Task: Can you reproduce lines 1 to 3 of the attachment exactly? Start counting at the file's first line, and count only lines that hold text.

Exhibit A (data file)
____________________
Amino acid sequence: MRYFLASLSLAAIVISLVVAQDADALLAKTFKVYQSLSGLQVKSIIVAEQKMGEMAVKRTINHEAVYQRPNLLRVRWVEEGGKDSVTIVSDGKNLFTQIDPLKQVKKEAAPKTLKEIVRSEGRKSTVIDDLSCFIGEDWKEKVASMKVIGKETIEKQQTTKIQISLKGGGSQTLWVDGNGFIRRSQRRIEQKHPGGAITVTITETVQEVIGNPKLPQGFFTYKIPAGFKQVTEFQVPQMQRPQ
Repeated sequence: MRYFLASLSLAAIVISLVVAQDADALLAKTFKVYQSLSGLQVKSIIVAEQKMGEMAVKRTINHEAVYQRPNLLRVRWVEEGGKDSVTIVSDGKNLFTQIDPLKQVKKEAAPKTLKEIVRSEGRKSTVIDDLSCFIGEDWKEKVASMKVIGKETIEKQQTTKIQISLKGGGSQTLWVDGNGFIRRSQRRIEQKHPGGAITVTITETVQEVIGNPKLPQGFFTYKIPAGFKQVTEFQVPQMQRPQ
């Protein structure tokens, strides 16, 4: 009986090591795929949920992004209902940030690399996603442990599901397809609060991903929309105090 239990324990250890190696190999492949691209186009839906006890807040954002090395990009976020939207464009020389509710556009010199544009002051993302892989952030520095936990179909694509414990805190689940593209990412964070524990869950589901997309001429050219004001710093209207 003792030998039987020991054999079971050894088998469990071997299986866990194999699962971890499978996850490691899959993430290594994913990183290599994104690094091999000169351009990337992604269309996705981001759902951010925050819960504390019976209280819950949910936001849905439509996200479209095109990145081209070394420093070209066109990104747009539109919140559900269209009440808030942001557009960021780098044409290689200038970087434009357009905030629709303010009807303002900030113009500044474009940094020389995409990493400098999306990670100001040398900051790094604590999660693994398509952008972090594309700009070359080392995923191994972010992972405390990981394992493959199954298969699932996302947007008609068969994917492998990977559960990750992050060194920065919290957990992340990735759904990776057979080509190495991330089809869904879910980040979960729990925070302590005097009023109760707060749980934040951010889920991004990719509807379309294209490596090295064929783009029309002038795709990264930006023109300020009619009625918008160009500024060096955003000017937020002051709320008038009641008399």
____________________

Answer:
Amino acid sequence: MRYFLASLSLAAIVISLVVAQDADALLAKTFKVYQSLSGLQVKSIIVAEQKMGEMAVKRTINHEAVYQRPNLLRVRWVEEGGKDSVTIVSDGKNLFTQIDPLKQVKKEAAPKTLKEIVRSEGRKSTVIDDLSCFIGEDWKEKVASMKVIGKETIEKQQTTKIQISLKGGGSQTLWVDGNGFIRRSQRRIEQKHPGGAITVTITETVQEVIGNPKLPQGFFTYKIPAGFKQVTEFQVPQMQRPQ
Repeated sequence: MRYFLASLSLAAIVISLVVAQDADALLAKTFKVYQSLSGLQVKSIIVAEQKMGEMAVKRTINHEAVYQRPNLLRVRWVEEGGKDSVTIVSDGKNLFTQIDPLKQVKKEAAPKTLKEIVRSEGRKSTVIDDLSCFIGEDWKEKVASMKVIGKETIEKQQTTKIQISLKGGGSQTLWVDGNGFIRRSQRRIEQKHPGGAITVTITETVQEVIGNPKLPQGFFTYKIPAGFKQVTEFQVPQMQRPQ
């Protein structure tokens, strides 16, 4: 009986090591795929949920992004209902940030690399996603442990599901397809609060991903929309105090 239990324990250890190696190999492949691209186009839906006890807040954002090395990009976020939207464009020389509710556009010199544009002051993302892989952030520095936990179909694509414990805190689940593209990412964070524990869950589901997309001429050219004001710093209207 003792030998039987020991054999079971050894088998469990071997299986866990194999699962971890499978996850490691899959993430290594994913990183290599994104690094091999000169351009990337992604269309996705981001759902951010925050819960504390019976209280819950949910936001849905439509996200479209095109990145081209070394420093070209066109990104747009539109919140559900269209009440808030942001557009960021780098044409290689200038970087434009357009905030629709303010009807303002900030113009500044474009940094020389995409990493400098999306990670100001040398900051790094604590999660693994398509952008972090594309700009070359080392995923191994972010992972405390990981394992493959199954298969699932996302947007008609068969994917492998990977559960990750992050060194920065919290957990992340990735759904990776057979080509190495991330089809869904879910980040979960729990925070302590005097009023109760707060749980934040951010889920991004990719509807379309294209490596090295064929783009029309002038795709990264930006023109300020009619009625918008160009500024060096955003000017937020002051709320008038009641008399």